It may be a small aviation collection at the Technical Museum Vienna (Technisches Museum Wien) but it includes pre-war and World War One aircraft that are highly significant to Austrian aviation history. The most important in the collection is a 1910 Etrich-II Taube (Dove) aircraft, that with its unique bird wing style design takes centre stage in the main atrium of the museum.
The Etrich-II Taube was designed by Igo Etrich (1879 – 1967) in Austria-Hungary in 1909 and first flew on April 25th, 1910. Like most early aircraft the Taube flight controls included wing warping for lateral control, rather than ailerons and the rear half of the stabilizer also warped for use as an elevator. The Taube aircraft on display was donated to the museum by the man himself, Igo Etrich in 1914. For such an early period in aviation history the Taube is almost a work of art!
The wing design of the Etrich-II Taube (Dove) seems to have been inspired by the earlier glider work of German aviation pioneer and aeronautical engineer Otto Lilienthal, who in trying to emulate bird flight, went on to fly 18 different glider designs in conjunction with his brother Gustav, on 2,000 flights near Berlin between 1891 and his death in 1896 (he broke his back in a glider crash on August 9th, 1896 and sadly died in a Berlin hospital the very next day). Lilienthal also wrote the book, “Birdflight as the Basis of Aviation” in 1889 which went on to influence many aviation designers and enthusiasts.
Igo Etrich purchased two of Lilienthal’s Storm flight model gliders in 1898 presumably to study and test them. He donated the sole surviving example to the Technisches Museum Wien in 1915, where it remains on display today. A fascinating tidbit of information is that its wings are covered with laundry and sheets!
Igo Etrich and his design team which included young engineer Franz Xaver Wels and later Karl Illner, built a number of early gliders themselves between 1900 and 1907 along with designs for powered flight aircraft. These included wing designs inspired not only by birds and bats as you would expect but also the seed Zanonia macrocarpa, which grow in Java and are known to fly long distances from their parent tree.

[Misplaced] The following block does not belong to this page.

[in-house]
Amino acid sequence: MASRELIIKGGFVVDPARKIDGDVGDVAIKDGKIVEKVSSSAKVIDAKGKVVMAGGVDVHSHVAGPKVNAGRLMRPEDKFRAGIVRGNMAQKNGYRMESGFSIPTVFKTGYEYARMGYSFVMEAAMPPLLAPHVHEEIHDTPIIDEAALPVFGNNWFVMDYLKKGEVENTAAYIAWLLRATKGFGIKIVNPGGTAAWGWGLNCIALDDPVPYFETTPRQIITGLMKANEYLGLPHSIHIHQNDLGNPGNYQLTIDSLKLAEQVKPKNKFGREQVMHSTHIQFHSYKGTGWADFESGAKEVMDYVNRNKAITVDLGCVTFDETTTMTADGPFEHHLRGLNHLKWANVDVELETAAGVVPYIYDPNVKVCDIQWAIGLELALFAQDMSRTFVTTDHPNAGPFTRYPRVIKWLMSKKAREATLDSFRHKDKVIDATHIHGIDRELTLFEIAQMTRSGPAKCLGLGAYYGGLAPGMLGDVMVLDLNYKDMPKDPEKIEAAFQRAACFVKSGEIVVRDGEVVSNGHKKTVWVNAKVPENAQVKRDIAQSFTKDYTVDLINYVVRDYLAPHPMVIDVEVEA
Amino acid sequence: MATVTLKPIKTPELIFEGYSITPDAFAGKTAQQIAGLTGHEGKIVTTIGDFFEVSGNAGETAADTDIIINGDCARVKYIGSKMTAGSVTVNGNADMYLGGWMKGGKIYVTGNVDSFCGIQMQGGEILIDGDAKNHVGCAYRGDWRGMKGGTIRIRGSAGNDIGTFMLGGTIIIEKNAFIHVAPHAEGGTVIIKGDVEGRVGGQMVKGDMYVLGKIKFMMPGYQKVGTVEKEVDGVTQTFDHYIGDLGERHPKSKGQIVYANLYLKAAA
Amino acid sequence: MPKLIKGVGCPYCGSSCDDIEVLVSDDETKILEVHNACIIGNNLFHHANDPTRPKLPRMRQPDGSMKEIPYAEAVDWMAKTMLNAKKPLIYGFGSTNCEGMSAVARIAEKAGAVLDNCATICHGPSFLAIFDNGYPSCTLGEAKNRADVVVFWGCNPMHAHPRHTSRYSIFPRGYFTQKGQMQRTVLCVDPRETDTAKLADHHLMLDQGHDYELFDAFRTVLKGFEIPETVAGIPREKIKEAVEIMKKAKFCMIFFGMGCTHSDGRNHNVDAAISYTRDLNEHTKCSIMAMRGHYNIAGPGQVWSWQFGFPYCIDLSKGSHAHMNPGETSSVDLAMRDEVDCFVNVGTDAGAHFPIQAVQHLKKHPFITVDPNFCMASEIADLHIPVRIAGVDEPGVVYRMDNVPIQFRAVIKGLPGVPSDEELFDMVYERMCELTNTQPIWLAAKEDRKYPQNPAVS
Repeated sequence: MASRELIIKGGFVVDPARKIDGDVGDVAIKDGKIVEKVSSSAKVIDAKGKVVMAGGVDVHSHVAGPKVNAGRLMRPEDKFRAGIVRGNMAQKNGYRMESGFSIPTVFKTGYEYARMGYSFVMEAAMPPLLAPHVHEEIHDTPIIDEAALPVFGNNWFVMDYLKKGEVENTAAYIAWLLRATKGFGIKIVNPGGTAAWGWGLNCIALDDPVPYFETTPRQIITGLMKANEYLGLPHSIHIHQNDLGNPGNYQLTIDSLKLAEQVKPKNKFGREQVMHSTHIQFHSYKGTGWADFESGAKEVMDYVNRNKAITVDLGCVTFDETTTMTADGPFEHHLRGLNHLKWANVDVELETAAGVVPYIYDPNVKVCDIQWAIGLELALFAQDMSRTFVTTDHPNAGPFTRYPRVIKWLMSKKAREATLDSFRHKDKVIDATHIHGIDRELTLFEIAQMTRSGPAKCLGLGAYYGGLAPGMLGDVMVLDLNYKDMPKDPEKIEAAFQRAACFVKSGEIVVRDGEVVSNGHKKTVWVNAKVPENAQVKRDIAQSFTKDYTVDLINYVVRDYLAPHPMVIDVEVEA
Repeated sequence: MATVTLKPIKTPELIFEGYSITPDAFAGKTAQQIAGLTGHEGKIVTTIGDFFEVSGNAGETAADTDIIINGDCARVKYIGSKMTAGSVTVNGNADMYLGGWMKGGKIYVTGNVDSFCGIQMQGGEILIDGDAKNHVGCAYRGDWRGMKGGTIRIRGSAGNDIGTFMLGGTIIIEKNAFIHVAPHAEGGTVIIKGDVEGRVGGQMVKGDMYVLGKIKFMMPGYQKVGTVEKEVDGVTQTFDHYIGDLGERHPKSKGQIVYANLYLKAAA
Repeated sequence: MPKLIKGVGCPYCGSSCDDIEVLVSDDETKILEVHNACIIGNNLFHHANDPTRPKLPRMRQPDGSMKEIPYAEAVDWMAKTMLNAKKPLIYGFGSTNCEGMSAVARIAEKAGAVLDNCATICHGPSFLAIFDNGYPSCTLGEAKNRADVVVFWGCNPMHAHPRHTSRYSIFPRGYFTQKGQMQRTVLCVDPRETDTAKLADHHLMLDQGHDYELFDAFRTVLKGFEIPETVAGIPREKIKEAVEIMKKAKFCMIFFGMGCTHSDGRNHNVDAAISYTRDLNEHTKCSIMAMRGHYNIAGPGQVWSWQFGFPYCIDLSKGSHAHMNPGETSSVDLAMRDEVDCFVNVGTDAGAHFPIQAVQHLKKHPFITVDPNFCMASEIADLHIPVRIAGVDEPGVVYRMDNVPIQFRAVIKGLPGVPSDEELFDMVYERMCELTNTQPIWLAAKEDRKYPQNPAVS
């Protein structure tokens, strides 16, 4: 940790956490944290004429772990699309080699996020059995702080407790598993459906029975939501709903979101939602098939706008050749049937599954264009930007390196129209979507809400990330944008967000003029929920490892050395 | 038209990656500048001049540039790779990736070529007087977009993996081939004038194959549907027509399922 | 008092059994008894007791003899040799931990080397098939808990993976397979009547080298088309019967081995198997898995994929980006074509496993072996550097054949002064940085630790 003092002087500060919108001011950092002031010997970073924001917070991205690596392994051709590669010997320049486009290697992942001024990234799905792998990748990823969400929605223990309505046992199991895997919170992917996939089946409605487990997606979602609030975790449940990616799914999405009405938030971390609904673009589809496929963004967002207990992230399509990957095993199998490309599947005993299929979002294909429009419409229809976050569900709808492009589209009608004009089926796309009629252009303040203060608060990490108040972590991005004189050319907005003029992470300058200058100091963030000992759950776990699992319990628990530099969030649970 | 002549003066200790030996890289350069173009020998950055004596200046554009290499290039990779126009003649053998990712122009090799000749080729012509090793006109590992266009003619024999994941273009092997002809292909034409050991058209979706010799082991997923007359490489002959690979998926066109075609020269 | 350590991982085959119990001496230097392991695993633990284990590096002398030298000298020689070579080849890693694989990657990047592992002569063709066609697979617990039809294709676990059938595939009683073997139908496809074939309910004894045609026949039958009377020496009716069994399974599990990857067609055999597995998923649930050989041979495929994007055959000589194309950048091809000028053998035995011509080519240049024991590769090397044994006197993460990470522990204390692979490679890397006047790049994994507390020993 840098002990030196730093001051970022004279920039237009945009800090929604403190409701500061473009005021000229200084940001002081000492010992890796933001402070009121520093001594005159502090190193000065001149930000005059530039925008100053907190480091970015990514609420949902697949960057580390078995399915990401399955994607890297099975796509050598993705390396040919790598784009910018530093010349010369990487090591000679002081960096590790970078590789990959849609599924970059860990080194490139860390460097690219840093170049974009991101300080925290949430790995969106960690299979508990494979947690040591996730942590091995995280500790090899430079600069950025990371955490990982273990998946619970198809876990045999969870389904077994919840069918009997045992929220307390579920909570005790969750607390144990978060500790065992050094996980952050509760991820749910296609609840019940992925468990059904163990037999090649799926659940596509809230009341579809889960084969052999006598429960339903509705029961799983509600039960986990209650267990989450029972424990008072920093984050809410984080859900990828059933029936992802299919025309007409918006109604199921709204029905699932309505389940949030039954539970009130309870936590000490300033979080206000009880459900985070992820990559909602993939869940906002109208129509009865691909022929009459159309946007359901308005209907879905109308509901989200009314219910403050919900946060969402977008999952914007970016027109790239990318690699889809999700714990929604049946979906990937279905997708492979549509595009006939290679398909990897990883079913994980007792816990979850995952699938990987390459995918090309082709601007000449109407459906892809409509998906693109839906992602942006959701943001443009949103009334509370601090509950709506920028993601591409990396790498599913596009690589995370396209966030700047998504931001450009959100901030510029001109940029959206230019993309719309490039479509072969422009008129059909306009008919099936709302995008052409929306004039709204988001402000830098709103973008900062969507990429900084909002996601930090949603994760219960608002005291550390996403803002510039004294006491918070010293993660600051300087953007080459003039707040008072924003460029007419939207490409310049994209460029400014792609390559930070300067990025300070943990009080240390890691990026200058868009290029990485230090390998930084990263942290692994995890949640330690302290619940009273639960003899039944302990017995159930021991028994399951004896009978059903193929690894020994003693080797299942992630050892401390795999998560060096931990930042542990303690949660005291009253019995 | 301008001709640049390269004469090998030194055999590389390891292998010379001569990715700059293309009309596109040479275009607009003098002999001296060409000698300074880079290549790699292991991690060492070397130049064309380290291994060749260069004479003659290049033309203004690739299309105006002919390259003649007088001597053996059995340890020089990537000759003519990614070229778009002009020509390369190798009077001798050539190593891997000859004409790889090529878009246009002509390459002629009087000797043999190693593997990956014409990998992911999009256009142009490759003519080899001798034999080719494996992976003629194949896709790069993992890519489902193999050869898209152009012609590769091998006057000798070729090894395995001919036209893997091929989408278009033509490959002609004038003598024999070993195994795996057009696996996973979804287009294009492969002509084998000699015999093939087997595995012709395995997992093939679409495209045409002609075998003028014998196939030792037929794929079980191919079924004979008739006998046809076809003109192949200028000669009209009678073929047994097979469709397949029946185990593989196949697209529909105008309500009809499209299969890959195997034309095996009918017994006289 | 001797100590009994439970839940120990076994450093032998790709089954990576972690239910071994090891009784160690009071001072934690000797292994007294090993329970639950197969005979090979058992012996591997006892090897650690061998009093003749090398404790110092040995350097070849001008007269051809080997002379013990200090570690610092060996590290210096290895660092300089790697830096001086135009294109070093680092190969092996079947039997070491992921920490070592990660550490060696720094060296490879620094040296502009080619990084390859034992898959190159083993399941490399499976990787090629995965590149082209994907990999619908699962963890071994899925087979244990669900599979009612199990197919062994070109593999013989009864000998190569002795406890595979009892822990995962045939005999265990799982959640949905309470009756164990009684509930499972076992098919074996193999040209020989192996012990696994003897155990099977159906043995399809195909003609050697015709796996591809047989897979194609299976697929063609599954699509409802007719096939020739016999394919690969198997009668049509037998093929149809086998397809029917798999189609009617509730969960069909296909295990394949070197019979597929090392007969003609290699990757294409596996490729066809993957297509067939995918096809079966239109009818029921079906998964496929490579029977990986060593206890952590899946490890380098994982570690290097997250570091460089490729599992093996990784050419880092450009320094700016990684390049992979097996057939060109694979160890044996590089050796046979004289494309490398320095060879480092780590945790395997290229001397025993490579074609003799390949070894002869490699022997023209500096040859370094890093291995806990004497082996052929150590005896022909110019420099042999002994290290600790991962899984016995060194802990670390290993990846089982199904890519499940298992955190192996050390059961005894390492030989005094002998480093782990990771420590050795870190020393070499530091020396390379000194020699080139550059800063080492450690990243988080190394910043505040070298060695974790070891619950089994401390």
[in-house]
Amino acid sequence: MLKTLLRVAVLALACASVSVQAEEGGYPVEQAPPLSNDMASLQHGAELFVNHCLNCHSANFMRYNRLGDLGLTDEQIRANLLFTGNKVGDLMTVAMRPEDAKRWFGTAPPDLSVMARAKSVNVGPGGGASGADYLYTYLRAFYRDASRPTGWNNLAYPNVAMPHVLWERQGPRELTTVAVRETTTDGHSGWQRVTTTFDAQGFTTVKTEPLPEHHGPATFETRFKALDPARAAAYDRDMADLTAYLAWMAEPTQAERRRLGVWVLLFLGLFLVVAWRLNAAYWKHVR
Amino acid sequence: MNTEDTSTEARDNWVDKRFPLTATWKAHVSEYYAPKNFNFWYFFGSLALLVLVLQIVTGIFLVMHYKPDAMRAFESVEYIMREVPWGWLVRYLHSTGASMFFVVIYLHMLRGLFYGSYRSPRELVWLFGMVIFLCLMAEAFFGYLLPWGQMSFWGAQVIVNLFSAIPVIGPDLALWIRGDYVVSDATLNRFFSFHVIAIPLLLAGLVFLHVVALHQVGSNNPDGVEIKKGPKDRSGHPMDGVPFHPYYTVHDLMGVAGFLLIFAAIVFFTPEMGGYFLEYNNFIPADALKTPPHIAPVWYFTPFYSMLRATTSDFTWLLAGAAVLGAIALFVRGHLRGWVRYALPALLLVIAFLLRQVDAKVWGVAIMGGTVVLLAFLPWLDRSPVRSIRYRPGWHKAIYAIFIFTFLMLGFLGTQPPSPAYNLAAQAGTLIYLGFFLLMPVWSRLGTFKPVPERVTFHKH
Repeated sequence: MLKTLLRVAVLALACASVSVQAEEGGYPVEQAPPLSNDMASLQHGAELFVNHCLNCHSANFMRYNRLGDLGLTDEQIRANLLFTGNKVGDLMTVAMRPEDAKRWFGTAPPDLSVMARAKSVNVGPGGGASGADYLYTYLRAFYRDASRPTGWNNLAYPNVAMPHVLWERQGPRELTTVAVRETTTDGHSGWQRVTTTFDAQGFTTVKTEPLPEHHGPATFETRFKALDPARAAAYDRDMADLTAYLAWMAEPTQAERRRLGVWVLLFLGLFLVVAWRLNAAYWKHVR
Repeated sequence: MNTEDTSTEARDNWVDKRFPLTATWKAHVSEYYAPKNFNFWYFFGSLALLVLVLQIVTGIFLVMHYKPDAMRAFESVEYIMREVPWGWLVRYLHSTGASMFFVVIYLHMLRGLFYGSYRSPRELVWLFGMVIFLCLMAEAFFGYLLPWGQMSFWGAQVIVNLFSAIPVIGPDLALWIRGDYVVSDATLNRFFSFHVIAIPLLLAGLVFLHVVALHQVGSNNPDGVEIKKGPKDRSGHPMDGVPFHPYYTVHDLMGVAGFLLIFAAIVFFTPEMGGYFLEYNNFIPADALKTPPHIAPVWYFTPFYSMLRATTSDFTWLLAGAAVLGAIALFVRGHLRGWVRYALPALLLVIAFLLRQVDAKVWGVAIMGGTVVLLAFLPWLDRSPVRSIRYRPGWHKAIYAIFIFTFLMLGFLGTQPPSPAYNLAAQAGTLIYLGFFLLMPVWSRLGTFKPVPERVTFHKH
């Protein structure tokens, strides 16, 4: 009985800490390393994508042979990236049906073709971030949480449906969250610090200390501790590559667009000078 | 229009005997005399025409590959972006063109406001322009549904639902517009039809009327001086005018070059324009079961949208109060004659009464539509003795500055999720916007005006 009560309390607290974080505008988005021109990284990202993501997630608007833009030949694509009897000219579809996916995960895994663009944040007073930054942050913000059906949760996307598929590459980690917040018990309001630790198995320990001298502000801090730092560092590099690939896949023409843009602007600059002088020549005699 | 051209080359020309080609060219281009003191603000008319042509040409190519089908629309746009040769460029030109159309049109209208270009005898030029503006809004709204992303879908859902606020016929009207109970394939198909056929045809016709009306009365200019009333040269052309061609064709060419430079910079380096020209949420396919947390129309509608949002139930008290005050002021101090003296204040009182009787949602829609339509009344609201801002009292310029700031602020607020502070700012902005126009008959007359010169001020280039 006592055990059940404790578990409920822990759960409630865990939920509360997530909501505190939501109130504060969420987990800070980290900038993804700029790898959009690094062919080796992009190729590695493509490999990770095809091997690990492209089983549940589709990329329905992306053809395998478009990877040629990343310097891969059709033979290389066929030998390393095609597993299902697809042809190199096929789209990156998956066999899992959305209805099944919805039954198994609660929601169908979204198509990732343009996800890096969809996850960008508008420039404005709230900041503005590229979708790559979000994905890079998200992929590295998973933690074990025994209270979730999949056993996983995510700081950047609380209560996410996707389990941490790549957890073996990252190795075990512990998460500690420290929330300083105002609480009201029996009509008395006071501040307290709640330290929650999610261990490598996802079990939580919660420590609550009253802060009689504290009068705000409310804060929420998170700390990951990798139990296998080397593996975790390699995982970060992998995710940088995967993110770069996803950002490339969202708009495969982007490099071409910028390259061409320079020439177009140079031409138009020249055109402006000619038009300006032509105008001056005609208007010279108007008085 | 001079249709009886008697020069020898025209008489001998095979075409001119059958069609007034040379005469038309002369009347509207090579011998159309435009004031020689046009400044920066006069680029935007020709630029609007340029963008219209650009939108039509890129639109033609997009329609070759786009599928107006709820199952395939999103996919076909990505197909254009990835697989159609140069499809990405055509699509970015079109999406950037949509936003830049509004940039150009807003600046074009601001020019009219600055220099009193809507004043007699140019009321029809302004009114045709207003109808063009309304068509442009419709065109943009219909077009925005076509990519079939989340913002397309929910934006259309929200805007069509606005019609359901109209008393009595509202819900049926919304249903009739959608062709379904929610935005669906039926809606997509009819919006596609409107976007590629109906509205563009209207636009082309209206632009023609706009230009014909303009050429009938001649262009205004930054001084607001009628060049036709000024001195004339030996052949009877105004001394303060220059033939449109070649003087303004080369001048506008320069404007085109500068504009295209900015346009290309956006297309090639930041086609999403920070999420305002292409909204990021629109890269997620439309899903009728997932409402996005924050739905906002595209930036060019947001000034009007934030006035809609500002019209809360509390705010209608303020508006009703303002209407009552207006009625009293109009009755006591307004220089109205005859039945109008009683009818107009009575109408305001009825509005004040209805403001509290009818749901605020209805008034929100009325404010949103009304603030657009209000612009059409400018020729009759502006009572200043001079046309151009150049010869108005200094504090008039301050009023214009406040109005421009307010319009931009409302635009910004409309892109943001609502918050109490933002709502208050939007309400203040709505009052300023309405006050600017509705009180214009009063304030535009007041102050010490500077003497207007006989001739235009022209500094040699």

These early designs and flight experiments lead to the development of the powered Taube in 1909 by Etrich and Illner (Etrich and Wels seem to have had a rift in around 1907 and parted ways when Wels filed a patent for his own powered flying wing aircraft!). The inherent stability of the seed Zanonia macrocarpa ultimately was what helped form the design of the Taube wing.
Overall Taube production was around 246 aircraft between 1910 and 1918. It became one of the first pre World War One aircraft operated by the Austro-Hungarian Imperial and Royal Aviation Troops and was licence-built by Lohner-Werke, a luxury coachbuilder in Vienna (they produced 50 aircraft).
The Taube was also licence built in Germany by Rumpler Flugzeugwerke, a company founded in Berlin by Austrian engineer Edmund Rumpler. He was a crafty one though and apparently quickly changed the design slightly and renamed it from Etrich-Rumpler-Taube to Rumpler-Taube and stopped paying patent royalties to Igo Etrich, who later abandoned his patent and offered the design freely to any nation that wanted to take it up!
Apart from Austria-Hungary, the primary Taube operator was the Deutsche Luftstreitkräfte / Imperial German Air Service and the type was also operated by a number of countries including China, Italy, Norway, Russia and Switzerland. During World War One the Taube was used in a number of combat roles including as a bomber but given its slow speed and poor maneuverability it was soon outclassed by more modern aircraft and withdrawn from frontline service in 1914. It was very stable in flight though which made it ideal for observation and training duties.